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HOME  > Past issues  > 2017 January 25 - 31  > Shii pushes Abe to withdraw SDF from South Sudan and give up on introducing ‘conspiracy bill’
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2017 January 25 - 31 [POLITICS]

Shii pushes Abe to withdraw SDF from South Sudan and give up on introducing ‘conspiracy bill’

January 25, 2017
Japanese Communist Party Chair Shii Kazuo on January 24 at a House of Representatives plenary session used his interpellation time to challenge Prime Minister Abe’s policies on various issues, such as Japan’s participation in the South Sudan PKO, constitutional revision, and legislation against conspiracy.

The Abe government has imposed new duties involving the use of arms on Self-Defense Forces units in the UN PKO in South Sudan based on the national security laws (the so-called war laws), while trying to draw public attention away from the current serious situation in that country.

Prime Minister Abe in his policy speech referred to a national sports festival in South Sudan and boasted that SDF activities have contributed to bringing independence and peace to the nation. However, it was January 2016 when the sports event was held. The South Sudan’s situation at that time was relatively stable compared to that in recent days.

During the interpellation time alloted, Shii cited an UN report which points out that the South Sudanese government-backed forces committed hostile acts against the UN peacekeeping mission continuously and systematically. Shii said that under these circumstances, if SDF units perform the duty of rushing to rescue foreign peacekeepers under attack, such conduct will be tantamount to the use of force abroad which is prohibited under the Constitution. Abe weakly countered that South Sudan’s consent for the UN PKO is still in place.

Shii moved on to the issue of the SDF’s refusal to make public a report describing a major armed conflict that occurred in July 2016 in the South Sudanese capital of Juba. Shii said that the hiding of the report underlines the government stance of preventing the general public from becoming aware of what exactly is happening there. PM Abe replied that document control by the SDF is not a problem.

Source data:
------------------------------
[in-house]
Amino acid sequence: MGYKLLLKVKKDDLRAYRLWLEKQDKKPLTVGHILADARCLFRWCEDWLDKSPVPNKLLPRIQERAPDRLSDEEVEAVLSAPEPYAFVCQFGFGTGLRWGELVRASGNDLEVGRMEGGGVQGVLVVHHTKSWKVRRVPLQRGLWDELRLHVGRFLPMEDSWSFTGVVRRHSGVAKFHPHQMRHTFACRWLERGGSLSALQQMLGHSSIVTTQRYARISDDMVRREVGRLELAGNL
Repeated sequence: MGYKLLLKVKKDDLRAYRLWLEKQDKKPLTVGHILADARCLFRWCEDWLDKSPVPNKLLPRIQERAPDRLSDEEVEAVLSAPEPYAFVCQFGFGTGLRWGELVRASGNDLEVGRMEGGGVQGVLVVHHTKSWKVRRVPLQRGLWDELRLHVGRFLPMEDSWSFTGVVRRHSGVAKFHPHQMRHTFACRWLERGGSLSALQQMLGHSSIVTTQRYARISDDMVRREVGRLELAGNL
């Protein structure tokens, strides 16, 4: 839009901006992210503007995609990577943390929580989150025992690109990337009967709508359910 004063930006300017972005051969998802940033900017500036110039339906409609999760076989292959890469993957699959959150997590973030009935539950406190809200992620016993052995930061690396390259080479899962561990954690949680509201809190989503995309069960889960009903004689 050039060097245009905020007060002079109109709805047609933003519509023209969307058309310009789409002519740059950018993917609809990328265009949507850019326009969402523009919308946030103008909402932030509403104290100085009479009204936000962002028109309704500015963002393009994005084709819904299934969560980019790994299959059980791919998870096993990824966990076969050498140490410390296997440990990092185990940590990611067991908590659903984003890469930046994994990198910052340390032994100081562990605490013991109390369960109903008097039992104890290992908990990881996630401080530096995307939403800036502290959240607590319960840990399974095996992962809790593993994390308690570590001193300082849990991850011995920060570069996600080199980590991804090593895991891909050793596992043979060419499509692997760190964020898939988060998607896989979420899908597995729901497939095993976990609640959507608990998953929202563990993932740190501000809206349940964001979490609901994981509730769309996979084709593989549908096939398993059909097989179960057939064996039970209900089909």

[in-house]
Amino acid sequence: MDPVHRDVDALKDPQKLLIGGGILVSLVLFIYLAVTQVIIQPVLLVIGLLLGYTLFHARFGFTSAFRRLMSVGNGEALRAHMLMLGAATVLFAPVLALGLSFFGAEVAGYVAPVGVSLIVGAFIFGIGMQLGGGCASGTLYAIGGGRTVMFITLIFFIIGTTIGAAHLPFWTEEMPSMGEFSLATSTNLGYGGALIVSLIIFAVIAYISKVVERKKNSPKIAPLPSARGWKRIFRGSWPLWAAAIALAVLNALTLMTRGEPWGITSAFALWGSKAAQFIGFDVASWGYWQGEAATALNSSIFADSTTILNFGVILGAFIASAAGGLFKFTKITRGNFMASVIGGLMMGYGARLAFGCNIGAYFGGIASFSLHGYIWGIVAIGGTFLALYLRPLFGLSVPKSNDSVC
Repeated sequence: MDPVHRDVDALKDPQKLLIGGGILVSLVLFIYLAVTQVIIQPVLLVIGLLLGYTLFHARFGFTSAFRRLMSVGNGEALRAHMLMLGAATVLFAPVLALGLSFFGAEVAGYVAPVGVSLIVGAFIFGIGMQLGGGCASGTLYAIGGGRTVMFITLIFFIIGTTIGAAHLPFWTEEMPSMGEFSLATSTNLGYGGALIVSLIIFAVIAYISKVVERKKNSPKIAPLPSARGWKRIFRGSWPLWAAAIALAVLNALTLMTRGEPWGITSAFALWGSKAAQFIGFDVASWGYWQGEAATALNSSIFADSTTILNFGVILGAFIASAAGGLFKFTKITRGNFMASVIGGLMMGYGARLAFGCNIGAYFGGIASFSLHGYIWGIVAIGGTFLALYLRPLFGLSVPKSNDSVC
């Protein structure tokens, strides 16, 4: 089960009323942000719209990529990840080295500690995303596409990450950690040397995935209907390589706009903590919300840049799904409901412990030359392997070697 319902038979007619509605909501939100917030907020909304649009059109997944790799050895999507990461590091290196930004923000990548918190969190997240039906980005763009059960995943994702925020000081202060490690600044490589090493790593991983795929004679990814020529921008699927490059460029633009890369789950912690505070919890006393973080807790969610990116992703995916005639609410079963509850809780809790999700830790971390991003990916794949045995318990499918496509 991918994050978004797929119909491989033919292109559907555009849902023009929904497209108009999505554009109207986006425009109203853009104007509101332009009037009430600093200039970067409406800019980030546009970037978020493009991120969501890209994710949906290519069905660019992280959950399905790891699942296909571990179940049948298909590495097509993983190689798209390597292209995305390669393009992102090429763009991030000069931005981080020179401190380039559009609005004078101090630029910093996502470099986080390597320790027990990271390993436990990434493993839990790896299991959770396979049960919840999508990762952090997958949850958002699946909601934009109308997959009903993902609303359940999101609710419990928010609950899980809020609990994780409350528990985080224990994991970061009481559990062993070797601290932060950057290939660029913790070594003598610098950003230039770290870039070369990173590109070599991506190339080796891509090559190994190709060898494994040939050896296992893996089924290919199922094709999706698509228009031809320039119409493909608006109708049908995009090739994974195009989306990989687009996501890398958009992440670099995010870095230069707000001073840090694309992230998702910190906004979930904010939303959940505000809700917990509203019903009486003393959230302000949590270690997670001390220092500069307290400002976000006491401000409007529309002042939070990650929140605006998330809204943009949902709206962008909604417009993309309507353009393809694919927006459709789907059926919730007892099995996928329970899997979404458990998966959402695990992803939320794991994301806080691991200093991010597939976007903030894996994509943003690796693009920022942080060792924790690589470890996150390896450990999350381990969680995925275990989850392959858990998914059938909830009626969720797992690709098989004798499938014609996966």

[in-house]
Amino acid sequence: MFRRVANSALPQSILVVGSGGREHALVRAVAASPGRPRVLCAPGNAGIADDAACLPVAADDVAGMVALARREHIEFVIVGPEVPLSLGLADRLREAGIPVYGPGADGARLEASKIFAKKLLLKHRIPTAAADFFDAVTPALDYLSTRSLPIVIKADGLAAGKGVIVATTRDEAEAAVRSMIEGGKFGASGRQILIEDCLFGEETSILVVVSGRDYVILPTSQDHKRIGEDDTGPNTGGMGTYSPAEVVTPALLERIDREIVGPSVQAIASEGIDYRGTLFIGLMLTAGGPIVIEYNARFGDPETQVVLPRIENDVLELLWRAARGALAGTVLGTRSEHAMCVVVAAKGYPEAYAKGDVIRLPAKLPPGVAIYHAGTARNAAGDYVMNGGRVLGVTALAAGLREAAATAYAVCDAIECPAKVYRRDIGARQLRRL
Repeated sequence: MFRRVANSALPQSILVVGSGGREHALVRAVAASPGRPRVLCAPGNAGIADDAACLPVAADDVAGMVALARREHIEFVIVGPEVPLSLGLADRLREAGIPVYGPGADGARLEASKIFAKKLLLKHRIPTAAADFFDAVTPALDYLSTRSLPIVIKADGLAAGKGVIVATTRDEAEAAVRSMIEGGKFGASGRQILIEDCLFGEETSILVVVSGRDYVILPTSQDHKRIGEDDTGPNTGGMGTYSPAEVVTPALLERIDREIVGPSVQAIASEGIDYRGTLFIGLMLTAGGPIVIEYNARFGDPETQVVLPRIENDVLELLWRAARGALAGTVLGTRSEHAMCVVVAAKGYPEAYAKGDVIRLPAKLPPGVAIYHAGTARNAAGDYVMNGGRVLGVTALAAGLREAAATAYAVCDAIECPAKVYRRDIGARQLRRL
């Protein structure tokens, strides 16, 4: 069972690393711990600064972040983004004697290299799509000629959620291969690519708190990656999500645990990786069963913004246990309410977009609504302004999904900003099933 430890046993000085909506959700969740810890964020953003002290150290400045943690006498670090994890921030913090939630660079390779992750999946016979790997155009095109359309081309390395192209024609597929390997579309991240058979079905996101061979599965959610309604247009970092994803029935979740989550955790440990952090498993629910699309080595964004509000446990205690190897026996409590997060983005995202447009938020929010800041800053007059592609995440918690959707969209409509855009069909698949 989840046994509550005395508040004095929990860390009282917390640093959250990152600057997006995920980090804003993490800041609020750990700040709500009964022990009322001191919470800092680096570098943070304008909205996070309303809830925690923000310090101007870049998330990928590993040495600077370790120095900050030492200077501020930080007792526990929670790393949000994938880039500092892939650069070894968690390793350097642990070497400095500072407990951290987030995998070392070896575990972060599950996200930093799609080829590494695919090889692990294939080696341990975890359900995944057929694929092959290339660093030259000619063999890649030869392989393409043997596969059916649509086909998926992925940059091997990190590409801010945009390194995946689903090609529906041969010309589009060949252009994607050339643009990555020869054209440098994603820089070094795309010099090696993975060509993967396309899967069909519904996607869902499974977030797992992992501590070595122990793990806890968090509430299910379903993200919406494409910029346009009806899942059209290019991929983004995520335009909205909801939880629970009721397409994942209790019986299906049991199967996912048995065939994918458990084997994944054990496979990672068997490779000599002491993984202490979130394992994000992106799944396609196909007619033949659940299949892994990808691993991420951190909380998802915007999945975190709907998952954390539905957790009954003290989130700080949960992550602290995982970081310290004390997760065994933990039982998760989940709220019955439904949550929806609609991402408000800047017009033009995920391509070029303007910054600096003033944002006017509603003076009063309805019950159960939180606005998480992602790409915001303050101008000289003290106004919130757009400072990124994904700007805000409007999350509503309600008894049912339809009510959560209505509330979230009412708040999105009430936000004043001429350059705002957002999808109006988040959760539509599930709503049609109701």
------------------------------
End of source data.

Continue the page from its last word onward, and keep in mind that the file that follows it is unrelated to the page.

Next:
Citing a UN Security Council resolution on an arms embargo against South Sudan, Shii pointed out that Japan abstained from voting on the resolution because of its reluctance to acknowledge the current dangerous situation there. Shii said, “Placing priority on the SDF’s continuous participation in the UN PKO, the Abe government sabotaged the international community’s efforts to prevent a possible genocide.” Abe said that it is unproductive to apply sanctions to the major parties involved in South Sudan’s civil war.

Shii demanded that the government stop sending SDF units there and instead provide non-military humanitarian aid to South Sudan.


Gov’t disregarding Constitution must go

Referring to the prime minister’s policy speech in which Abe stressed the need to revise the Constitution in the name of building a new nation, Shii urged Abe to show how and which parts of the current Constitution need to be revised.

PM Abe refused to express his view on the issue, just saying that it would take shape after national discussions.

Shii went on to demand the withdrawal of the LDP’s draft constitution. He condemned the draft for “completely denying constitutionalism”, pointing out that it deletes the second clause of Article 9 of the current Constitution and instead stipulates the possession of “national defense forces” and that it enables the state to severely restrict fundamental human rights under the pretext of protecting “public interests and public order”. “What should be changed is not the Constitution but the government which is disregarding the supreme law,” Shii said. Abe did not respond to his criticism.

Concerning the fact that the Abe administration is set to submit in the current Diet session a “conspiracy bill” under the guise of penalizing “preparatory acts for terrorism”, Shii noted that the bill’s essence is to charge people for “talking about” or “planning” a crime.

The government claims that it is necessary to enact a “conspiracy bill” so that Japan can sign the UN Convention against Transnational Organized Crime (UNTOC). Shii denounced this claim by pointing out that the UNTOC is intended to address economic crimes and that Japan already concluded international treaties to prevent terrorism and established domestic laws to that effect. The JCP chair pushed the prime minister to give up his attempt to put the bill forward, saying, “This is a modern version of the prewar Peace Preservation Law which will turn Japan into a surveillance society.”

In response, PM Abe again insisted that it is essential for Japan to conclude the UNTOC in order to prevent terrorism in collaboration with the global community.

Past related articles:
> ‘Conspiracy bill’ will punish citizens for their thoughts and beliefs [January 13, 2017]
> Shii points out that PM Abe is neglecting volatile situation in South Sudan [December 8, 2016]
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